>      jump-switch yet depressing
> on the foul machine whose guard-mode light now
>      burned into my bosom's core;
> The buffer still devising, my mind
>      still searched, reviling
> as I beat upon the table while the lights
>      stare always o'er.
>      It shall run?  No--   ERR 004.
>
> Then methought, the air grew denser,--
>      with ozone told a sensor
> caused by wiring and such whose arcing
>      crackles through sub-system 4.
> "Wretch", I cried, "UNIVAC hath rented
> thee-- By these Field Engineers it hath wrecked
>      thee!
> Respite-- enter site and set jump-key, from
>      all control-units on channel 4!
> Quaff, don't laugh-- but before the coming century,
>      let me complete this hopeless chore!"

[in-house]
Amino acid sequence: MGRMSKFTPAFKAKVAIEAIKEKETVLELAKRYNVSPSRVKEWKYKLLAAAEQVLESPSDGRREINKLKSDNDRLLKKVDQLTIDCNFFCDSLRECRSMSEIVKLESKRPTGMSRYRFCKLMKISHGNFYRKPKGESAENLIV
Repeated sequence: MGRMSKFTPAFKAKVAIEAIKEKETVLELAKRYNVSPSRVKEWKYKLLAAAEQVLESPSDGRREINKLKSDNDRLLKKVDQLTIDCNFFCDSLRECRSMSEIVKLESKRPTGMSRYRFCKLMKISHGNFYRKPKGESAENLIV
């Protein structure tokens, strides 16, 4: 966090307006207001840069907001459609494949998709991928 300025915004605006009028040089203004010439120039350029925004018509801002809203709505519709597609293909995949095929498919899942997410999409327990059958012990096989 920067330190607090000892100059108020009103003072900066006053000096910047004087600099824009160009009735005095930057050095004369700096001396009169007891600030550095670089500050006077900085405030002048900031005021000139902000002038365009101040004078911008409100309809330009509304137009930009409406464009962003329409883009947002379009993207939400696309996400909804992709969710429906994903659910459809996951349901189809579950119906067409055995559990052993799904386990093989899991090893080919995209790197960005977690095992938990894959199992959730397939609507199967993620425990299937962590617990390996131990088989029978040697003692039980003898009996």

>      Quoth the system,  ERR 004.
>
> "Be that word our sign of parting, thing
>      .OR. fiend!" I shrieked rebooting--
> "Test-and-set thee stacked into the darkest regions of the
>      smelly hidden core!
> Leave no jammed-printer as a token of
>      the lie thy console hath spoken!
> Leave my processors unopened-- Turn
>      off light from channel 4!
> Take thy @MARK from off my tapes, and
>      take thy plague from off my chore!"
>      Quoth the system,  ERR 004.
>
> And the system, never flitting, still is
>      sitting-- still is sitting.
> Like the groveling ghost of babbage, light still on
>      from channel 4;
> And its lights have all the seeming of a
>      down-machine that is dreaming,
> and the room lights over it streaming
>      cast no shadow on the floor;
> But my dump from out that shadow
>      that lies looping in memory 4,
>           shall be listed     nevermore.
>
>
> P.S.
>
> If you are very familiar with Poe's poem, you will notice that one 
> verse is
> missing.  You might think of this omission as a 'parody error'...
>
> -- 
> Sincerely,
> Aere


-- 
Regards